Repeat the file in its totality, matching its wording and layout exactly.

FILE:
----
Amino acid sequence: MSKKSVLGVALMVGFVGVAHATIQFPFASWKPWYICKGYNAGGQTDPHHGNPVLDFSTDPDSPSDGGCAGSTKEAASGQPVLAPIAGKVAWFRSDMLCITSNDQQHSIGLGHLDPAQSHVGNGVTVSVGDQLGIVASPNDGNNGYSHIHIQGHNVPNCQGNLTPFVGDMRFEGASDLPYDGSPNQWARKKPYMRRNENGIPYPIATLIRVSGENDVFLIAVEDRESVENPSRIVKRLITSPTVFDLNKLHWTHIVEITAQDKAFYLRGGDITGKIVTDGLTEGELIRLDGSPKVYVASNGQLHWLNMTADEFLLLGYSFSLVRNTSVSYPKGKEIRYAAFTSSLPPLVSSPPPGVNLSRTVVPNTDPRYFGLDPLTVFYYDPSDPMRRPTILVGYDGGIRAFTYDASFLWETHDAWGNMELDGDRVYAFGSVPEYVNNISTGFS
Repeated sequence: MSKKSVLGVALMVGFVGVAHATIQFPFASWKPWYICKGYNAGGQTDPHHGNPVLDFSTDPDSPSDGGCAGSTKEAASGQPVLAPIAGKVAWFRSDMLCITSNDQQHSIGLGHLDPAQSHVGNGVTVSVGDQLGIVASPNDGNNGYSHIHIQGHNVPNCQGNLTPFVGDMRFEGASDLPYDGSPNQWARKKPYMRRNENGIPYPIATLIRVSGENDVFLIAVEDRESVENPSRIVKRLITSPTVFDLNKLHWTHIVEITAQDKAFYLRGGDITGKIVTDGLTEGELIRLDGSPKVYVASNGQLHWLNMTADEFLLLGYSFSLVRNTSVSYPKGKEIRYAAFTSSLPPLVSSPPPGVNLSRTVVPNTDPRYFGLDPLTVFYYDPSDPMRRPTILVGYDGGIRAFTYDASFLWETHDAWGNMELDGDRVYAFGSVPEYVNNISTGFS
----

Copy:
Amino acid sequence: MSKKSVLGVALMVGFVGVAHATIQFPFASWKPWYICKGYNAGGQTDPHHGNPVLDFSTDPDSPSDGGCAGSTKEAASGQPVLAPIAGKVAWFRSDMLCITSNDQQHSIGLGHLDPAQSHVGNGVTVSVGDQLGIVASPNDGNNGYSHIHIQGHNVPNCQGNLTPFVGDMRFEGASDLPYDGSPNQWARKKPYMRRNENGIPYPIATLIRVSGENDVFLIAVEDRESVENPSRIVKRLITSPTVFDLNKLHWTHIVEITAQDKAFYLRGGDITGKIVTDGLTEGELIRLDGSPKVYVASNGQLHWLNMTADEFLLLGYSFSLVRNTSVSYPKGKEIRYAAFTSSLPPLVSSPPPGVNLSRTVVPNTDPRYFGLDPLTVFYYDPSDPMRRPTILVGYDGGIRAFTYDASFLWETHDAWGNMELDGDRVYAFGSVPEYVNNISTGFS
Repeated sequence: MSKKSVLGVALMVGFVGVAHATIQFPFASWKPWYICKGYNAGGQTDPHHGNPVLDFSTDPDSPSDGGCAGSTKEAASGQPVLAPIAGKVAWFRSDMLCITSNDQQHSIGLGHLDPAQSHVGNGVTVSVGDQLGIVASPNDGNNGYSHIHIQGHNVPNCQGNLTPFVGDMRFEGASDLPYDGSPNQWARKKPYMRRNENGIPYPIATLIRVSGENDVFLIAVEDRESVENPSRIVKRLITSPTVFDLNKLHWTHIVEITAQDKAFYLRGGDITGKIVTDGLTEGELIRLDGSPKVYVASNGQLHWLNMTADEFLLLGYSFSLVRNTSVSYPKGKEIRYAAFTSSLPPLVSSPPPGVNLSRTVVPNTDPRYFGLDPLTVFYYDPSDPMRRPTILVGYDGGIRAFTYDASFLWETHDAWGNMELDGDRVYAFGSVPEYVNNISTGFS